PETA protests Oregon wildlife park's car-washing elephants
The car-washing elephants at an Oregon wildlife park don't really get your car very clean -- but that's not the reason PETA wants the park to stop using them.
Wildlife Safari's website jokes that the spring and summer attraction, at which the park's African elephants "wash" the cars of visitors under the supervision of trainers, is "guaranteed not to get your car clean!"
The animal rights group wrote a letter Oct. 22 that called the elephant carwash "a gimmick that does nothing to foster respect for endangered species," according to the Associated Press. The group is particularly concerned with the elephant training tool known as a bullhook, or ankus, which is a metal rod with a hook at one end.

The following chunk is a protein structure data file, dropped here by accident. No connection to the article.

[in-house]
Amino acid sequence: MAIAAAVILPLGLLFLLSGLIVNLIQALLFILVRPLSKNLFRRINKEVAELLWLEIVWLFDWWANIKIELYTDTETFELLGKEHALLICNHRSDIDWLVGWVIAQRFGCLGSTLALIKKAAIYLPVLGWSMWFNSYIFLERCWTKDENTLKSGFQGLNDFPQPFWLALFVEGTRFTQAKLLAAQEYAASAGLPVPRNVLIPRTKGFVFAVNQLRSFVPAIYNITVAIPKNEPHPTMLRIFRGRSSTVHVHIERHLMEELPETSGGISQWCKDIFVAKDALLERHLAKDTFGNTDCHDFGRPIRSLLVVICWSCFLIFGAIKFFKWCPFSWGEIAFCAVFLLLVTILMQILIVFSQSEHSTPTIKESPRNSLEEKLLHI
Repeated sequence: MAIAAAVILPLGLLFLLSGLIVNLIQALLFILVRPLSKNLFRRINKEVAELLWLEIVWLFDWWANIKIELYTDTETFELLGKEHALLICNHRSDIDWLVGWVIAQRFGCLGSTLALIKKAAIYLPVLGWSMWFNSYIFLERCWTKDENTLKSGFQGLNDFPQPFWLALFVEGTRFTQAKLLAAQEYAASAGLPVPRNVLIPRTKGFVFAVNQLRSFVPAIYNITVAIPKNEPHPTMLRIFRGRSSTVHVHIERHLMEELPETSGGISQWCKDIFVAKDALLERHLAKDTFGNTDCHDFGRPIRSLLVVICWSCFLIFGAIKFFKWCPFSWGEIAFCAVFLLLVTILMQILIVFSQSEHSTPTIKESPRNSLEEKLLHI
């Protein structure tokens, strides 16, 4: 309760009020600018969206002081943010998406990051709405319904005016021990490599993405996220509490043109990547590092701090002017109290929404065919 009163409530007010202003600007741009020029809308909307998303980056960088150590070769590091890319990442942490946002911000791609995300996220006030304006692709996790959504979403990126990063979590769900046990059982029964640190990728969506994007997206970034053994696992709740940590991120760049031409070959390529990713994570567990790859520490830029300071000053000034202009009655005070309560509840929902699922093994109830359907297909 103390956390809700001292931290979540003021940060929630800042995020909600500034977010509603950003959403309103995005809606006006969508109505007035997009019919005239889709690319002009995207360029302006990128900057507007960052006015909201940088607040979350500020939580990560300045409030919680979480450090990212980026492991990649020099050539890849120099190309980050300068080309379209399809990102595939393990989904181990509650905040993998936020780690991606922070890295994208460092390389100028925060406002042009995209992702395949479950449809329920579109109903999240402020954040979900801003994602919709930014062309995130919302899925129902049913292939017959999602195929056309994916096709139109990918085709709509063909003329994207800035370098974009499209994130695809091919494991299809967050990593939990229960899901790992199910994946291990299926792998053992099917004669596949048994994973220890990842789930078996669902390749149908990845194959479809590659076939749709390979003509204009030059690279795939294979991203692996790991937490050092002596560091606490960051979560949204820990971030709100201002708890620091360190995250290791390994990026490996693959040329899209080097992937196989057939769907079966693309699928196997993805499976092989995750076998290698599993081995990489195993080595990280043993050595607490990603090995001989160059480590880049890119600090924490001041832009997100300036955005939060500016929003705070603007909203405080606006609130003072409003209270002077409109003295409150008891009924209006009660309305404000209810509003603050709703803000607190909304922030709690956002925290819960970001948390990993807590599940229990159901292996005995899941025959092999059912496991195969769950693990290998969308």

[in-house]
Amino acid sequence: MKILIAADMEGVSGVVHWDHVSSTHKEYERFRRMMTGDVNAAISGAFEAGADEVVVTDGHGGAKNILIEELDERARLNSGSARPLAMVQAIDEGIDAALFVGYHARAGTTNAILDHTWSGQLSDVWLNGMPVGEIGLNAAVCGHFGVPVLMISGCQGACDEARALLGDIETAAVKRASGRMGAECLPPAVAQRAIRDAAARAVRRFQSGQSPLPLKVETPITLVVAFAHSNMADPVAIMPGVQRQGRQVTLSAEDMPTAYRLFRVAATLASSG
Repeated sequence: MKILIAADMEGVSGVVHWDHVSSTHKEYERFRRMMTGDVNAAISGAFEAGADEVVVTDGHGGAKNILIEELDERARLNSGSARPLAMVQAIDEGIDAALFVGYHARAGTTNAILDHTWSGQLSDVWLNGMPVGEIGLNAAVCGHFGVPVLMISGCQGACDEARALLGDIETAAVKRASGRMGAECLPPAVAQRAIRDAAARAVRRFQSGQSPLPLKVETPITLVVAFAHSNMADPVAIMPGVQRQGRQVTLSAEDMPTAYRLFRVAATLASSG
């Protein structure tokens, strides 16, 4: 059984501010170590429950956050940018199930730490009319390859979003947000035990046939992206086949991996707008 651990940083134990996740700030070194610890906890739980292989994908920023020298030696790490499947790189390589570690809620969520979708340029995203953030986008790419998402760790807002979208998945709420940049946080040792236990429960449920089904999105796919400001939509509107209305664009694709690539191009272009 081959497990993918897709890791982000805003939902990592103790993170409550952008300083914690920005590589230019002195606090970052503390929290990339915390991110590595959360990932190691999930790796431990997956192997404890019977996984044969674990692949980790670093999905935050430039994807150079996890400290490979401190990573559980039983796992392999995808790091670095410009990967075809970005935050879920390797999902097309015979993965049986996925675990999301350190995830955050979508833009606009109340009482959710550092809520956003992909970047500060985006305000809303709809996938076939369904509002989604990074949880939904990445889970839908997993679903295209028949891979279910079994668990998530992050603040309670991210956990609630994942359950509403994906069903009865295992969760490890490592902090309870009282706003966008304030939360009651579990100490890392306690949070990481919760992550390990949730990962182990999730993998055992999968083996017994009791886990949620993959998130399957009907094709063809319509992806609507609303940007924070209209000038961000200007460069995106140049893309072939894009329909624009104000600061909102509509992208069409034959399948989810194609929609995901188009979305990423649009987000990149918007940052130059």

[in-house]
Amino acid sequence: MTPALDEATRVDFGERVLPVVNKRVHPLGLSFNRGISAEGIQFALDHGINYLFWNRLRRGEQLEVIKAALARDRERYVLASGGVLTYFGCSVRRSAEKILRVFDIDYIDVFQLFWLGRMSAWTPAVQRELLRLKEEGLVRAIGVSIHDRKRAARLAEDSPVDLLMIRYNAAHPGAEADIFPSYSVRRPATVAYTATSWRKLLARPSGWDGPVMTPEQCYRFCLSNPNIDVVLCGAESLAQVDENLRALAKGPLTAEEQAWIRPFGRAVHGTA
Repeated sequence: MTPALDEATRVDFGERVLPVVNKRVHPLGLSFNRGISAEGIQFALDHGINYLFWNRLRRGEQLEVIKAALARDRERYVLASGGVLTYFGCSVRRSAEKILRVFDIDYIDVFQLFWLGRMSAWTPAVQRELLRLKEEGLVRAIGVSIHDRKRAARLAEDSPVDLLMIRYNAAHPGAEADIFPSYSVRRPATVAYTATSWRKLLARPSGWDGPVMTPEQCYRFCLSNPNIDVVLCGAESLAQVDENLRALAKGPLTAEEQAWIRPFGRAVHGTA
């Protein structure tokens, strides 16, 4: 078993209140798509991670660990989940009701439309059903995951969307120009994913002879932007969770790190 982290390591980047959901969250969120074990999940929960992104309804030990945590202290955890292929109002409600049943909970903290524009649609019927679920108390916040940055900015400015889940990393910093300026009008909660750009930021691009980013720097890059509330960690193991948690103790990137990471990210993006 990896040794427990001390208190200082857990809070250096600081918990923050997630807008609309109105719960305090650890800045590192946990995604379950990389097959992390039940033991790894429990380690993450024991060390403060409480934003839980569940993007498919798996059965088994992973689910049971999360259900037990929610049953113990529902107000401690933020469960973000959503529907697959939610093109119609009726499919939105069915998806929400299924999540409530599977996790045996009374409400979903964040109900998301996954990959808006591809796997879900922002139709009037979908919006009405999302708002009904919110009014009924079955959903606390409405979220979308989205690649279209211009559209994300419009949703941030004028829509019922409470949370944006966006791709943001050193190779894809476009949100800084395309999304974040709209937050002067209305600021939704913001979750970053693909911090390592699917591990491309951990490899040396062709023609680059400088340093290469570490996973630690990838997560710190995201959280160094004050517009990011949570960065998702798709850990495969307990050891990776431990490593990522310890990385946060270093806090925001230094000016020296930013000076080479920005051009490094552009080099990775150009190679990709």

In an interview with Roseburg's News-Review newspaper, the park's general curator, Dan Brands, said the trainers use the bullhooks only as guides. And the car washing, he says, is a modification of a behavior the elephants do naturally and have been trained to do using positive reinforcement with carrots or yams.
"These are 2-ton animals," Brands said. "You can't force them to do anything they wouldn't want to do."
Wildlife Safari is a nonprofit zoological park in Winston, Ore., and is accredited by the Assn. of Zoos and Aquariums. The association requires zoos to meet high standards for animal management and care, including enrichment, so that the natural behavior of the animals is stimulated with variety in their daily routine.
-- Kelsey Ramos
Video: jessiegirl03 via YouTube